Please Come Soon
17 April 2041
My dearest Katharine,
Do forgive my handwriting as my palsy has become nearly intolerable since I lost my meds last year after the 2040 Lottery. I’m writing to let you know I’m still surviving. The hope that I might see you one more time has kept me above the sod.
I’ve no idea whether you’ll even receive this letter since my access to the grid has been restricted due to my crimes.
It’s hard to believe that it’s been 16 years since the Feds legalized assisted death. My arguments against this were considered inconceivable at the time. It was only when the Population Bomb Movement re-ignited two years later that my fears were confirmed.
“Assisted Dying” sounded so much gentler than suicide, and just as employers in previous decades offered awards for early retirement, in 2027 that national campaign goading people to embrace an early death kicked into high gear. We geezers were old and in the way, they said. Our selfishness was sucking up resources that could help others whose lives were ahead of them, they said.
This campaign lasted only three years but it sent a message. The debate about making it mandatory to die — they called it “transitioning”— dragged on six years in congress. In 2036 youth prevailed and the country elected its youngest president ever who promptly set in motion the Lottery as a solution to our crowded cities and depleted food resources.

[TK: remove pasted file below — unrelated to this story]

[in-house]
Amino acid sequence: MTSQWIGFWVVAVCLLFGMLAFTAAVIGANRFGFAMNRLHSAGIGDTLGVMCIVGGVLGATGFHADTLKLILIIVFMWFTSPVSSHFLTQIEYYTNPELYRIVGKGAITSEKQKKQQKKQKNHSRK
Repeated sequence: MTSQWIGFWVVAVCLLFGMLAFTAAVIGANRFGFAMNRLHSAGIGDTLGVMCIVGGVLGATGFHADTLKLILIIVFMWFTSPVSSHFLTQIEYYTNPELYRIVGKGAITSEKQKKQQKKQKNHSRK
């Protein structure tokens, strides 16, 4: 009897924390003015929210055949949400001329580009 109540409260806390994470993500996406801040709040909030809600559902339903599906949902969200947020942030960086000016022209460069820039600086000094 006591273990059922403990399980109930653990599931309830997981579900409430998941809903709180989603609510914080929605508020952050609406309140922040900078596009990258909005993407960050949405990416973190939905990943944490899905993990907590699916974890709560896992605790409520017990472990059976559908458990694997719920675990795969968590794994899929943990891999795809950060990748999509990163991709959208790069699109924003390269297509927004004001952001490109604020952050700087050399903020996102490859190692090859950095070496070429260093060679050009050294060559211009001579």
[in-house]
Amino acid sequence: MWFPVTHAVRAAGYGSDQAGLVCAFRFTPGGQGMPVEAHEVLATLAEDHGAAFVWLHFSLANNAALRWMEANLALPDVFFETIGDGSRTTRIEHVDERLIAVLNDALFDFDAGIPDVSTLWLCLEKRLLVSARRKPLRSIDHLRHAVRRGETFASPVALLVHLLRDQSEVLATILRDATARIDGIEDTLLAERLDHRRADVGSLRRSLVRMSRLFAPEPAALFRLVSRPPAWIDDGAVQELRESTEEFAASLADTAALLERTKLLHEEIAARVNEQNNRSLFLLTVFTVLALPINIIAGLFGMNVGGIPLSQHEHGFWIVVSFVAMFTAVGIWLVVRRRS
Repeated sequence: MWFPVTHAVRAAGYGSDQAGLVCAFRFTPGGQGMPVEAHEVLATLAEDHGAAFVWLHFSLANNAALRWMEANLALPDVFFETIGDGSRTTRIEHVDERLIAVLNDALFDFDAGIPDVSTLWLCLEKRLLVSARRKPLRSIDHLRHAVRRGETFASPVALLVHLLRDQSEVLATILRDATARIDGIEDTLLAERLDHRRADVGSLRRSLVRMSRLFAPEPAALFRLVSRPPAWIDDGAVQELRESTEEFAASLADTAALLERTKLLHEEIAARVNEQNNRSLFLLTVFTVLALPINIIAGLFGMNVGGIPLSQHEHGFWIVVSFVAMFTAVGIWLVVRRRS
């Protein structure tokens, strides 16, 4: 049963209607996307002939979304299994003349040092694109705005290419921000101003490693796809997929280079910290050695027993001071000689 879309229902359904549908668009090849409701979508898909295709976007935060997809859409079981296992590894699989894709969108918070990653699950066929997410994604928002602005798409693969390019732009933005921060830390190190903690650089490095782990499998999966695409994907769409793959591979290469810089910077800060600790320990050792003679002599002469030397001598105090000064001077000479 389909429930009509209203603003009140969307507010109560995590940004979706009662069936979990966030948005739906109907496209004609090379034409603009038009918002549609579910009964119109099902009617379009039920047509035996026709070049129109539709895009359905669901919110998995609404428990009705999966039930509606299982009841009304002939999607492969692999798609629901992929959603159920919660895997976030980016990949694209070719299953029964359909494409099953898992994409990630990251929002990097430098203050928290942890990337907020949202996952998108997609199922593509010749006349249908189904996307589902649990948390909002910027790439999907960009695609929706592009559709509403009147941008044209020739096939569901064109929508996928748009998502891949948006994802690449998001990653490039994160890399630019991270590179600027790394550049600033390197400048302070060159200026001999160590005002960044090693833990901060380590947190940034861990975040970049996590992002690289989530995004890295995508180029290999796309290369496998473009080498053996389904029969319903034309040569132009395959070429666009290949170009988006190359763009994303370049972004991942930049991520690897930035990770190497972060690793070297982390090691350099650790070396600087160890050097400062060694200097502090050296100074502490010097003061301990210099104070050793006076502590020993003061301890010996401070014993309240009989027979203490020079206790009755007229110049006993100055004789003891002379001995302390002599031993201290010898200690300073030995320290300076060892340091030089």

The Lottery was an insidious concept from the start. The rules were simple. Each year on the Fourth of July we tuned in on the telly to watch them spin the wheel: 12 numbers, one for each month of the year. One spin.
Your mother and I got lucky that first year. If you were born in February you were not so lucky. They didn’t kill anyone outright, but from the day of the Spin you could no longer purchase pharmaceuticals or get medical treatment if you were over 70. Somehow it hardly made a ripple in the news. People just went about their business as if this were all normal.
The following year was when your mother’s number came up. She held on for a while, but as you know your mother’s pain quickly became intolerable. That’s when I learned about the Underground.
When I was young there had been such an outcry because of the poor quality of end of life care. The hospice movement helped many of our parents die with dignity. How I wish we had this kind of care today. They can’t wait to shove us out into the cold now.
The Underground smuggled meds in from across the border and for three years I escaped notice, but with drones everywhere it was only a matter of time.
My attorney says they can’t kill me without due process, but the death pill is served alongside every meal. Please come soon. I sense my days are numbered.